Emergency food storage is an extremely interesting topic for me for two reasons. First, I kind of consider myself a foodie. I’m no Anthony Bourdain, but I have read enough Yelp reviews to know what “umami” means. Second, I thoroughly enjoy playing out survival scenarios in my head. And, in my mind, the most probable survival scenario that will occur in my lifetime will be an infection that causes zombie-like behavior. Yes, zombies.
How fast can they run? Will they be able to open doors? Is zombie saliva infectious? We do not know. These are zombie apocalypse variables, and they must be accounted for. Everybody has their favorite go-to spot in the case of a zombie apocalypse: The local tavern, the mall, the top of a mountain, a series of boats fueled by the bodies of the reanimated. These are your basic, standard go-tos. I like the idea of a zombie fortress that was previously some sort of living complex. It must closed in from the outside (not motel-style, but hotel-style), with multiple floors and lots of dedicated spaces for living. If you can demolish or otherwise render inaccessible the first few flights of any stairs, you will – presumably of course – disable zombie access entirely. This assumes zombies won’t be able to climb walls.
This potential zombie fortress, an abandoned coal mine in Kyushu, Japan, received widespread internet interest earlier this year. And by “received widespread internet interest,” I mean there were a lot of Reddit posts about it. It fits the bill perfectly:
My plan is to replicate some of its better features in an indoor self-storage facility in a rural area. Each storage unit, depending on size, could hold a couple of individuals or even a family. Large 10×20 units could be allocated for water, weapons and emergency food storage. It may be a boring environment, but remember this is the zombie apocalypse. Boring is a blessing.
Regardless of the scenario, and whether or not you’ll join me in my self-storage zombie fortress, one thing is for sure in a survival situation: you absolutely must have food, water and some manner of shelter. Without those basics, all the munitions in the world won’t save you. And if you plan it right, you can have some decent eats to fulfill that first need. This blog post will explore what food to store and how to rotate expiring food.
Of course, you’ll need your basics: One gallon of water per person per day. That seems like a lot, but remember, you’ll probably be using it for cooking and bathing as well. Also grab any medications you may need. From there, it’s all you can grab quickly of the following: Basic sanitation products like toothpaste and soap, first aid stuff, tools, clothing, bedding and weapons.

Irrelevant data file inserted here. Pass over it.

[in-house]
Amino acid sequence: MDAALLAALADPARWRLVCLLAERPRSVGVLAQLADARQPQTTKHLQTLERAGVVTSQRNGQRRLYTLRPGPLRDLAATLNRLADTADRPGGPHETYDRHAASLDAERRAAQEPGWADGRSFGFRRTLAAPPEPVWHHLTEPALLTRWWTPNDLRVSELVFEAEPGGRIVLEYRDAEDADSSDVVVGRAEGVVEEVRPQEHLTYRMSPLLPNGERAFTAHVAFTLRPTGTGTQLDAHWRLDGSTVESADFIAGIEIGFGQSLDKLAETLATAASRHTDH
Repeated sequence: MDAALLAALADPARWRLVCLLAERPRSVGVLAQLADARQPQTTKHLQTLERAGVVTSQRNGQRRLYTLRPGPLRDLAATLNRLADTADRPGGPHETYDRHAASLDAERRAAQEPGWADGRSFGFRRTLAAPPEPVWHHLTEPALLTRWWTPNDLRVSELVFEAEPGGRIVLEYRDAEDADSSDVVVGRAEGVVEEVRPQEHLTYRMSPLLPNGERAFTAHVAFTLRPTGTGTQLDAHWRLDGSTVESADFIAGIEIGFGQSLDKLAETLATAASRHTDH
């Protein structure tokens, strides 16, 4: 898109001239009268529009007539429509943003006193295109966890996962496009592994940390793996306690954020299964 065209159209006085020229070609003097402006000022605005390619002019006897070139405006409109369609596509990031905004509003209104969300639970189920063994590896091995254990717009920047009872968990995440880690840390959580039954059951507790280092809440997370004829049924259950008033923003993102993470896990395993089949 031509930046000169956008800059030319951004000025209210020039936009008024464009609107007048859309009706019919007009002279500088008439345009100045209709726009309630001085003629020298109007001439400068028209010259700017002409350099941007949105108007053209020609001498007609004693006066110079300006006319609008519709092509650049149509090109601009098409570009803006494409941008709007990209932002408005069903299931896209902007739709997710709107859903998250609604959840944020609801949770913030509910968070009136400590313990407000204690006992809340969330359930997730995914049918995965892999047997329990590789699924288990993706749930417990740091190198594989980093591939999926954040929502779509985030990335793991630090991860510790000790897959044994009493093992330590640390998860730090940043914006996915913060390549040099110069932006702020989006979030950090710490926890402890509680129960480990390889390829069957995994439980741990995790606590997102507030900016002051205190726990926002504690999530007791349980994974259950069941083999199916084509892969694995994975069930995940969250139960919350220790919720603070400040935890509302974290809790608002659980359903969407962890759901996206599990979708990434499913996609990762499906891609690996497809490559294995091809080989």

On to the matter of food. You’re looking for food that:
- You really like. A lot. Like, “I would eat that once a week for the rest of my life” a lot. Because that is a likely case in the event of a widespread outbreak of a zombie-like virus. You’ll also be able to easily spot if it’s spoiled by noting an unusual texture, smell or color. Plus, you’ll be eating this food as it expires if you’re frugal.
- Requires no refrigeration (duh).
- Requires little to no water and can be eaten raw. You don’t want to be the guy with a 50-pound bag of rice and no water.
Some companies will have you think that the best idea is to buy a ton of dehydrated food that lasts up to 25 years, but with preparedness and proper rotation of your food stores, you can eat like a normal human being instead of an astronaut for around the same cost.
Avoiding the fate of eating astronaut food for the rest of your days can be accomplished by keeping track of your food stores and rotating food before it goes bad. For example, I like canned tuna and round crackers. Canned tuna is good for 2 years or so, but round crackers go stale at about six months. Every six months or so, retrieve your dozen boxes of round crackers, bring them to the pantry and replace your emergency stores with a fresh dozen boxes of round crackers. With really great planning, you could rotate crackers, peanut butter and chili on the same month. Rotation is key, but you better really, really like that food.
Are you into gardening? No? How about canning? Well, get into them. Nothing says emergency preparedness like “I grew these cucumbers, then made them invincible with vinegar.” These auxiliary skills will help you survive in a long-term disaster environment, along with any armed combat, long-distance running, automotive, engineering, construction, medical, and interpersonal skills you may have acquired along the way. Oh, and I almost forgot, you need to have seen a lot of zombie movies as well. Zombie pop culture awareness skills may someday save your life.
In the event of a disaster, always throw away food that has an unusual texture, smell or color. If any flooding or fires occur, throw out all damaged food. In the case of cans tainted by flood water, remove the label and wash the can with a bleach and water solution. If any food or food packaging comes in contact with the undead, discard immediately and burn. If you do not burn your food, you may infect somebody in the future who comes across your discarded food. Never touch any item that has come in contact with zombies with your bare hands. Microbial lifespans for the zombie virus have not yet been determined, meaning we don’t know how long items remain contaminated. As with anything in the post-zombocalyptic world, you’re better safe than sorry.
Top photo from 28 Weeks Later